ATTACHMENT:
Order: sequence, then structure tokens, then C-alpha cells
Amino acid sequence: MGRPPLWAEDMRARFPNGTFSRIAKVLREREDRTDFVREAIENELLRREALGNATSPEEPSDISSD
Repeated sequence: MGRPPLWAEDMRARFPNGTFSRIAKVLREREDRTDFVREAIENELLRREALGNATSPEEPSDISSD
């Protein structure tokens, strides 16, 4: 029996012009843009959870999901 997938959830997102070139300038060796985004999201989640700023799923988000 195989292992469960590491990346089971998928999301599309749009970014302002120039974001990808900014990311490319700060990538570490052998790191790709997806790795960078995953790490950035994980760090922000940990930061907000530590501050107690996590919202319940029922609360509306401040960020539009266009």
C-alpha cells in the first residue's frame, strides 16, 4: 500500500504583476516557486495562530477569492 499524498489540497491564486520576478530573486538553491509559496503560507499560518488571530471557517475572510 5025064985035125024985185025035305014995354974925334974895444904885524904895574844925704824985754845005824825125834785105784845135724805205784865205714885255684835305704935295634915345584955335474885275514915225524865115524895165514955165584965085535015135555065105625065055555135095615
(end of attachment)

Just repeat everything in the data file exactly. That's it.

Order: sequence, then structure tokens, then C-alpha cells
Amino acid sequence: MGRPPLWAEDMRARFPNGTFSRIAKVLREREDRTDFVREAIENELLRREALGNATSPEEPSDISSD
Repeated sequence: MGRPPLWAEDMRARFPNGTFSRIAKVLREREDRTDFVREAIENELLRREALGNATSPEEPSDISSD
């Protein structure tokens, strides 16, 4: 029996012009843009959870999901 997938959830997102070139300038060796985004999201989640700023799923988000 195989292992469960590491990346089971998928999301599309749009970014302002120039974001990808900014990311490319700060990538570490052998790191790709997806790795960078995953790490950035994980760090922000940990930061907000530590501050107690996590919202319940029922609360509306401040960020539009266009």
C-alpha cells in the first residue's frame, strides 16, 4: 500500500504583476516557486495562530477569492 499524498489540497491564486520576478530573486538553491509559496503560507499560518488571530471557517475572510 5025064985035125024985185025035305014995354974925334974895444904885524904895574844925704824985754845005824825125834785105784845135724805205784865205714885255684835305704935295634915345584955335474885275514915225524865115524895165514955165584965085535015135555065105625065055555135095615